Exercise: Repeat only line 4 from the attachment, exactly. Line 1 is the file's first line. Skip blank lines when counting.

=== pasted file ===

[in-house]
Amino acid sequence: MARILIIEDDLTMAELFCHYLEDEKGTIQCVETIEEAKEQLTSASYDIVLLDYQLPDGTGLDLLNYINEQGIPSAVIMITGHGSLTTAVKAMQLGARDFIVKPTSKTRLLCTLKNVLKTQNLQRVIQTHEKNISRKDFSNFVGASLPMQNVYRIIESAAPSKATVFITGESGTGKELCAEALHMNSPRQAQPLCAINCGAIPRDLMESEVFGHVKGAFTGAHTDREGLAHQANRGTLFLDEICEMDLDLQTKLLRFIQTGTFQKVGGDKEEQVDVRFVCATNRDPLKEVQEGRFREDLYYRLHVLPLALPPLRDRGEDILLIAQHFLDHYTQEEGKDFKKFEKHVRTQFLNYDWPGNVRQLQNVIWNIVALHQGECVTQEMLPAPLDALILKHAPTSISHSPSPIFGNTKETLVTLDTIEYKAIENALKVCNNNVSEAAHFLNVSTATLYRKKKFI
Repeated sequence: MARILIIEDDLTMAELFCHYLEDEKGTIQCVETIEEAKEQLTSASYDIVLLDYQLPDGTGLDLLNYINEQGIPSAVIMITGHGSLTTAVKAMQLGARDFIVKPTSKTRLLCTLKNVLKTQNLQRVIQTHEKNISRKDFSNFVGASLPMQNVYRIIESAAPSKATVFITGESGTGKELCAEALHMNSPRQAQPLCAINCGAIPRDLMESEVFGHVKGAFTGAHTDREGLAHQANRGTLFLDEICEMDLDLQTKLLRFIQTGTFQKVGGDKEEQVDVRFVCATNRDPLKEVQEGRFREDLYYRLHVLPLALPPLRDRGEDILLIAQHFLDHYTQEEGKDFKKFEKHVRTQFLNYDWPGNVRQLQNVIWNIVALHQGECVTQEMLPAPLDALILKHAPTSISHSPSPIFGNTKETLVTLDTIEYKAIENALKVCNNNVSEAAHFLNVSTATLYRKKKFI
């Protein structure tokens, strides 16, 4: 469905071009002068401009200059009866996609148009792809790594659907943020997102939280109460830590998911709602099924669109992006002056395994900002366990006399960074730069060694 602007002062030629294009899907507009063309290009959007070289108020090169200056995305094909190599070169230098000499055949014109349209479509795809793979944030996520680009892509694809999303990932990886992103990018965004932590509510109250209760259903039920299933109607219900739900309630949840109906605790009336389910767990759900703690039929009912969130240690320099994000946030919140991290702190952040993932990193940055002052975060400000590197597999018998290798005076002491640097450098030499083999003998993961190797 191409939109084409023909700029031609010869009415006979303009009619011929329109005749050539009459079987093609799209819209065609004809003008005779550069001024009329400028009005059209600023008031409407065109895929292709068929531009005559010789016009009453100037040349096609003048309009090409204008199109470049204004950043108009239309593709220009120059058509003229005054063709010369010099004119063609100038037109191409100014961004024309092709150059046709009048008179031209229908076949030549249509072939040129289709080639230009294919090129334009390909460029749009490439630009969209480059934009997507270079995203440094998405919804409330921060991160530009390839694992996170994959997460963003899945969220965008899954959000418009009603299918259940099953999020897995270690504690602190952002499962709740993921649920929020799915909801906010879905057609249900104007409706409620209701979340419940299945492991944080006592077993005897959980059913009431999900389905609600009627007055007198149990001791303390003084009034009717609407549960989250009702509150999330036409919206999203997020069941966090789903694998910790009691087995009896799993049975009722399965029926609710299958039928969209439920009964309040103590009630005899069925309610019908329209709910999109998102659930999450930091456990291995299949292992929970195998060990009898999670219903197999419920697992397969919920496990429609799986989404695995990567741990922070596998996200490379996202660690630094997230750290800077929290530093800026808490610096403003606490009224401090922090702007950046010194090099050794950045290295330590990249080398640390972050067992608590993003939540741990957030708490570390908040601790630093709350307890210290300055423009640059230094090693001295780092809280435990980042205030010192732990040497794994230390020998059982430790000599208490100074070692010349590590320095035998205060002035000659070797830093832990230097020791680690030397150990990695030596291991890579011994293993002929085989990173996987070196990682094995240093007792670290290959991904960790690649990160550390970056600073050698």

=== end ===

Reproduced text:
């Protein structure tokens, strides 16, 4: 469905071009002068401009200059009866996609148009792809790594659907943020997102939280109460830590998911709602099924669109992006002056395994900002366990006399960074730069060694 602007002062030629294009899907507009063309290009959007070289108020090169200056995305094909190599070169230098000499055949014109349209479509795809793979944030996520680009892509694809999303990932990886992103990018965004932590509510109250209760259903039920299933109607219900739900309630949840109906605790009336389910767990759900703690039929009912969130240690320099994000946030919140991290702190952040993932990193940055002052975060400000590197597999018998290798005076002491640097450098030499083999003998993961190797 191409939109084409023909700029031609010869009415006979303009009619011929329109005749050539009459079987093609799209819209065609004809003008005779550069001024009329400028009005059209600023008031409407065109895929292709068929531009005559010789016009009453100037040349096609003048309009090409204008199109470049204004950043108009239309593709220009120059058509003229005054063709010369010099004119063609100038037109191409100014961004024309092709150059046709009048008179031209229908076949030549249509072939040129289709080639230009294919090129334009390909460029749009490439630009969209480059934009997507270079995203440094998405919804409330921060991160530009390839694992996170994959997460963003899945969220965008899954959000418009009603299918259940099953999020897995270690504690602190952002499962709740993921649920929020799915909801906010879905057609249900104007409706409620209701979340419940299945492991944080006592077993005897959980059913009431999900389905609600009627007055007198149990001791303390003084009034009717609407549960989250009702509150999330036409919206999203997020069941966090789903694998910790009691087995009896799993049975009722399965029926609710299958039928969209439920009964309040103590009630005899069925309610019908329209709910999109998102659930999450930091456990291995299949292992929970195998060990009898999670219903197999419920697992397969919920496990429609799986989404695995990567741990922070596998996200490379996202660690630094997230750290800077929290530093800026808490610096403003606490009224401090922090702007950046010194090099050794950045290295330590990249080398640390972050067992608590993003939540741990957030708490570390908040601790630093709350307890210290300055423009640059230094090693001295780092809280435990980042205030010192732990040497794994230390020998059982430790000599208490100074070692010349590590320095035998205060002035000659070797830093832990230097020791680690030397150990990695030596291991890579011994293993002929085989990173996987070196990682094995240093007792670290290959991904960790690649990160550390970056600073050698």